Thursday, November 20, 2008

So Many Questions Part II: Joel Zumaya

Joel Zumaya's young career has already had as many twists and turns as a carnival fun house.  He's gone from flame-throwing phenom to injury-prone question mark in a hurry.  He's on the verge of becoming this generation's  Mark Fydrich, and that's got to scare the tattoos off his forearms.  

In a Tigers.com article, Jason Beck tells us Zumaya has been cleared to begin rehab exercises on his stress-fractured shoulder.  Zumaya should be our closer by now, but his career has gotten derailed not once, not twice, but three times due to injury.

I was interested to see Jim Leyland tell in Jason Beck's piece how he didn't fear bringing Verlander and Zumaya up in 2006, because he felt they had both had a gritty mentality.  Specifically, he called Zumaya "macho."  I read an ESPN the Magazine article about Zumaya, and didn't really come away with that impression.  To me, it looked more like a put on bravado in some ways.  The article showed his vulnerability as a young hot-shot who had not reached his potential thus far.  Zumaya even went so far as to admit that there was a time after the shoulder injury when he didn't think he'd ever pitch again.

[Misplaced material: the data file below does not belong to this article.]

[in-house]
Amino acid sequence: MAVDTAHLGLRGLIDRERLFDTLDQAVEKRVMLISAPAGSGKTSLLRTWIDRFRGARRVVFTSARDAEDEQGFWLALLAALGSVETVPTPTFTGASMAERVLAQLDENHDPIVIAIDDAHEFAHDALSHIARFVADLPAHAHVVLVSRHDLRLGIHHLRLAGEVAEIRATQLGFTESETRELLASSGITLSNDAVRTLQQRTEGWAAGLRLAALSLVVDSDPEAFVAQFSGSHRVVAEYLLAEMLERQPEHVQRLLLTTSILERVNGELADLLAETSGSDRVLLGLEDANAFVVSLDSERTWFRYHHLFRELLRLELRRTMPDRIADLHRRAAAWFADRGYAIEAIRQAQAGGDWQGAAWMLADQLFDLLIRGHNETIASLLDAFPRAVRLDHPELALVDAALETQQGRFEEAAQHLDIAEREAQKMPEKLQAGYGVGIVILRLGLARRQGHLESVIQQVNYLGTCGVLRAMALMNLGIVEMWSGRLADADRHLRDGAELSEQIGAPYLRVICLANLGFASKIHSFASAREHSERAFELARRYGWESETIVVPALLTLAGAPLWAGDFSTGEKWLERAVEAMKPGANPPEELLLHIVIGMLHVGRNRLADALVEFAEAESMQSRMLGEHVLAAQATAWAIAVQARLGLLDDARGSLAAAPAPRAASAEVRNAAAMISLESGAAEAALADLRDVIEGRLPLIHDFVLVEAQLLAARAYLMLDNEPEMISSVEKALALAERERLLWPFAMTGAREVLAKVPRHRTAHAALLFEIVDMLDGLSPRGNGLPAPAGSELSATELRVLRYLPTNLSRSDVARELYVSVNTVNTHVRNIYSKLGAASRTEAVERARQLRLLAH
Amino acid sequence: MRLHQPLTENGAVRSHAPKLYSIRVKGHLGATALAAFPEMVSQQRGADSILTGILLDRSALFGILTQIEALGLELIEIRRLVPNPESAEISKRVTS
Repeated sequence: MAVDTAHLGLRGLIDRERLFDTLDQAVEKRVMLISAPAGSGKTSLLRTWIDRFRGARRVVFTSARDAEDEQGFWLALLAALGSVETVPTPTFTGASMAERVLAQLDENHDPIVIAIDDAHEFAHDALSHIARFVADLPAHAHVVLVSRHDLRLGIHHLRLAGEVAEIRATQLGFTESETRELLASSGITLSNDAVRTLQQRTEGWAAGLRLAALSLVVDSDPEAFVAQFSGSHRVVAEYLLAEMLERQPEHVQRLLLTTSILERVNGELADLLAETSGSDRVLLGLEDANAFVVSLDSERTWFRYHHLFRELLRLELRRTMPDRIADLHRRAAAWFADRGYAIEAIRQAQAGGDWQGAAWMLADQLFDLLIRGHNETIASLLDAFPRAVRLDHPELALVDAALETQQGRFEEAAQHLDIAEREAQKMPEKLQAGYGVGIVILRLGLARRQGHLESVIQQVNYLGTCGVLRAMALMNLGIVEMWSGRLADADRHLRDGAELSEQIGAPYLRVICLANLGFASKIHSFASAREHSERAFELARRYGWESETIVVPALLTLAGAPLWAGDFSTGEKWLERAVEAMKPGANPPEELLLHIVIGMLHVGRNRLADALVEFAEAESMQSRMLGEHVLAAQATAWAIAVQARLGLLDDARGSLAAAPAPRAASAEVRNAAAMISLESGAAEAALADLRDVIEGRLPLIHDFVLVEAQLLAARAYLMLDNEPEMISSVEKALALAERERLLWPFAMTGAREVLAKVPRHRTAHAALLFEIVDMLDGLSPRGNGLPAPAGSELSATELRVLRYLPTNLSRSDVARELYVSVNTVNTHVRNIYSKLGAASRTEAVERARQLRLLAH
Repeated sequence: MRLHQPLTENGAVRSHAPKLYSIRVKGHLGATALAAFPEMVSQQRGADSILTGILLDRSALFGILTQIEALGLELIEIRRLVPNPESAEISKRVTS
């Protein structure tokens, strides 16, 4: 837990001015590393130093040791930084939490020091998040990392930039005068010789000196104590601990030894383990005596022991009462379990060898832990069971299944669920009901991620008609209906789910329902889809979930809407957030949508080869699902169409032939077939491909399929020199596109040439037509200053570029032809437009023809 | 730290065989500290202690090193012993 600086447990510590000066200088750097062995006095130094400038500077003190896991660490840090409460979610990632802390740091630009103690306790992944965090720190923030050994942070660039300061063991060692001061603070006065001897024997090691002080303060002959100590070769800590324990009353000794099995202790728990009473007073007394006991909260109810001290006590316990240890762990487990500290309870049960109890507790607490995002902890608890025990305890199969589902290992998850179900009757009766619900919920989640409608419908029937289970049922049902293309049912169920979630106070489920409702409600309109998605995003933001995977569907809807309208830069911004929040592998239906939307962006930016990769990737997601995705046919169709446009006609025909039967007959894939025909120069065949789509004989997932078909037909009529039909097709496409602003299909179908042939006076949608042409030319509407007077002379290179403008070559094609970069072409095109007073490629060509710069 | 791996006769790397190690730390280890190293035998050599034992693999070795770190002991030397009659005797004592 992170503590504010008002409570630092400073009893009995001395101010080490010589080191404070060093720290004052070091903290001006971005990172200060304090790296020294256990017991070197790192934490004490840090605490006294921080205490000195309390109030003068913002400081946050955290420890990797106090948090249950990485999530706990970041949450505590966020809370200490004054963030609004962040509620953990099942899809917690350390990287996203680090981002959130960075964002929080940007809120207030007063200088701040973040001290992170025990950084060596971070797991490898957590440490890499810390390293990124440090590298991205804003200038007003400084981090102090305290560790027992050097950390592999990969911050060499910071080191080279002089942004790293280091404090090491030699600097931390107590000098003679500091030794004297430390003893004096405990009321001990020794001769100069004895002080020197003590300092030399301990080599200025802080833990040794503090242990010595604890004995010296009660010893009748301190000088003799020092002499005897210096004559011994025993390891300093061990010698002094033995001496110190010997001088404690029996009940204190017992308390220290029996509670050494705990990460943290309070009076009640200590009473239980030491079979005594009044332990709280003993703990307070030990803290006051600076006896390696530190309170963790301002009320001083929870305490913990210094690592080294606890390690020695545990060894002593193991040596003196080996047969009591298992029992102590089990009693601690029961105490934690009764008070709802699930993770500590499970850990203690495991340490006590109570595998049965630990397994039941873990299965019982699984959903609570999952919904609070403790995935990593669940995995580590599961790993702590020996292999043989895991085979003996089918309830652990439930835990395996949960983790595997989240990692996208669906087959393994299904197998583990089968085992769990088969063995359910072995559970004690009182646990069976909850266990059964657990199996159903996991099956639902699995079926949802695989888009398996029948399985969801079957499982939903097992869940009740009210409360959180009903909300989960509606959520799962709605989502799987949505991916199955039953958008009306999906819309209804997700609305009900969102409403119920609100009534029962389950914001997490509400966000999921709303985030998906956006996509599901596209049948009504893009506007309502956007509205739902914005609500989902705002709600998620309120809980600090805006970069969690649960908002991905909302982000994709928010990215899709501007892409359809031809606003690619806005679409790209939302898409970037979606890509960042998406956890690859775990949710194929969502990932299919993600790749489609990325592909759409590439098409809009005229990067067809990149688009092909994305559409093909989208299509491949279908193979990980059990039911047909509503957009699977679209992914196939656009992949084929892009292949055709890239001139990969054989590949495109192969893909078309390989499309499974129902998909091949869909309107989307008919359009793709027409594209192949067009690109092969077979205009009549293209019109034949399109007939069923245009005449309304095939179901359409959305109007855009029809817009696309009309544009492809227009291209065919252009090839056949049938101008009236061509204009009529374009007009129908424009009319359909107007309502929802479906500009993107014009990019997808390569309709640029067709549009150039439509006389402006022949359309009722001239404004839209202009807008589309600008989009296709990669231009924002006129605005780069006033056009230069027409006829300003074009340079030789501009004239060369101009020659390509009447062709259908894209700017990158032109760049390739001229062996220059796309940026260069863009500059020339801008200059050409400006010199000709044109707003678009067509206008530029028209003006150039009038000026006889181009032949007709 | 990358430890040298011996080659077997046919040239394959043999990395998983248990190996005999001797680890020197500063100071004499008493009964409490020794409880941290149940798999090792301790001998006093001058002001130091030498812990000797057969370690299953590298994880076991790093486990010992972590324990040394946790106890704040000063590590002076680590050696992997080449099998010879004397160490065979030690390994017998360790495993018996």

The portrayal in that article, combined with his emotion-filled reactions to some of his performances hint to me that he might not (at least not yet) have the mindset of a closer.  We know it's a tough job, in which you've got to be able to "let it go" in a hurry so you can pitch again the next night.  I'm not sure if he's ready for all that comes along with the closer role.  I hope we get a chance to see him try it out, though.  Hey, we're used to roller-coaster rides here anyway.  I'm always standing up like the poker player who's all in when watching the ninth inning of close games.

One thing is sure.  I'm thrilled that Kevin Rand has emphasized ensuring that his shoulder strength is fully back before any baseball work resumes.  

2 comments:

-s said...

There was a time when I believed Zumaya to be the next Trevor Hoffman. So much potential.

But you have to remember that he is still really young. Once he figures this game out - and maybe how to throw a consistent off-speed pitch - I think he will do just fine. Imagine a 1-2 punch of Zumaya and Perry.

OldEnglish said...

I agree, I think he'll be fine if he can stay injury-free. It's just that people want to rush and slot him as closer, then they'll be the first to complain if he's not an instant success.